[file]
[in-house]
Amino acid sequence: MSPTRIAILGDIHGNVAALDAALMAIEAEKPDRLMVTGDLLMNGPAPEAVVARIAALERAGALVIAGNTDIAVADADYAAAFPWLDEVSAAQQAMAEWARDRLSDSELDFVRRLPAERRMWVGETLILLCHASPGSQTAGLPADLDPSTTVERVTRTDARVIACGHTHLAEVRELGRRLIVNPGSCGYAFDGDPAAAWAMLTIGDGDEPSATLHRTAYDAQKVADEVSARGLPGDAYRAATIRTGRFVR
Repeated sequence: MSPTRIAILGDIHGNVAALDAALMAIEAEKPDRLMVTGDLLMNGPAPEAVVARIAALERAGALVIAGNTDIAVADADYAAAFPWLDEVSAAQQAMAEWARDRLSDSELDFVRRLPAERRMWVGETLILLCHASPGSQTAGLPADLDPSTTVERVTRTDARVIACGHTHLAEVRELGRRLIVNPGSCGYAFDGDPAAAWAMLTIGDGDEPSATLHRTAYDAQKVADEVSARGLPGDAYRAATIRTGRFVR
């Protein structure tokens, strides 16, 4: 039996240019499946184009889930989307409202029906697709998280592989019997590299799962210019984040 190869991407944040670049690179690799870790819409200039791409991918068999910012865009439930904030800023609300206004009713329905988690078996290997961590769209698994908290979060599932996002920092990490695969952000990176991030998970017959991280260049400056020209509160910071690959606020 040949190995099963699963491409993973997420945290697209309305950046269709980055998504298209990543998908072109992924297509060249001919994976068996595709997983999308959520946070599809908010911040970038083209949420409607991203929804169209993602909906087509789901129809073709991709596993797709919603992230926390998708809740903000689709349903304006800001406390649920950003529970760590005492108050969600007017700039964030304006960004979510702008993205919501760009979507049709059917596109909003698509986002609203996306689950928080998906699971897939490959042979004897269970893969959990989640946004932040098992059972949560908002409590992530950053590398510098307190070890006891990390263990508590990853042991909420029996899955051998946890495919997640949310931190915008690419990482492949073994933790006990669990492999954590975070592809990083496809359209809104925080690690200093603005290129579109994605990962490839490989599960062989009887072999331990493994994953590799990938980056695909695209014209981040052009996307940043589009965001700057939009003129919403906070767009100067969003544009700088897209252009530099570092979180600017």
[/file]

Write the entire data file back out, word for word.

[in-house]
Amino acid sequence: MSPTRIAILGDIHGNVAALDAALMAIEAEKPDRLMVTGDLLMNGPAPEAVVARIAALERAGALVIAGNTDIAVADADYAAAFPWLDEVSAAQQAMAEWARDRLSDSELDFVRRLPAERRMWVGETLILLCHASPGSQTAGLPADLDPSTTVERVTRTDARVIACGHTHLAEVRELGRRLIVNPGSCGYAFDGDPAAAWAMLTIGDGDEPSATLHRTAYDAQKVADEVSARGLPGDAYRAATIRTGRFVR
Repeated sequence: MSPTRIAILGDIHGNVAALDAALMAIEAEKPDRLMVTGDLLMNGPAPEAVVARIAALERAGALVIAGNTDIAVADADYAAAFPWLDEVSAAQQAMAEWARDRLSDSELDFVRRLPAERRMWVGETLILLCHASPGSQTAGLPADLDPSTTVERVTRTDARVIACGHTHLAEVRELGRRLIVNPGSCGYAFDGDPAAAWAMLTIGDGDEPSATLHRTAYDAQKVADEVSARGLPGDAYRAATIRTGRFVR
């Protein structure tokens, strides 16, 4: 039996240019499946184009889930989307409202029906697709998280592989019997590299799962210019984040 190869991407944040670049690179690799870790819409200039791409991918068999910012865009439930904030800023609300206004009713329905988690078996290997961590769209698994908290979060599932996002920092990490695969952000990176991030998970017959991280260049400056020209509160910071690959606020 040949190995099963699963491409993973997420945290697209309305950046269709980055998504298209990543998908072109992924297509060249001919994976068996595709997983999308959520946070599809908010911040970038083209949420409607991203929804169209993602909906087509789901129809073709991709596993797709919603992230926390998708809740903000689709349903304006800001406390649920950003529970760590005492108050969600007017700039964030304006960004979510702008993205919501760009979507049709059917596109909003698509986002609203996306689950928080998906699971897939490959042979004897269970893969959990989640946004932040098992059972949560908002409590992530950053590398510098307190070890006891990390263990508590990853042991909420029996899955051998946890495919997640949310931190915008690419990482492949073994933790006990669990492999954590975070592809990083496809359209809104925080690690200093603005290129579109994605990962490839490989599960062989009887072999331990493994994953590799990938980056695909695209014209981040052009996307940043589009965001700057939009003129919403906070767009100067969003544009700088897209252009530099570092979180600017």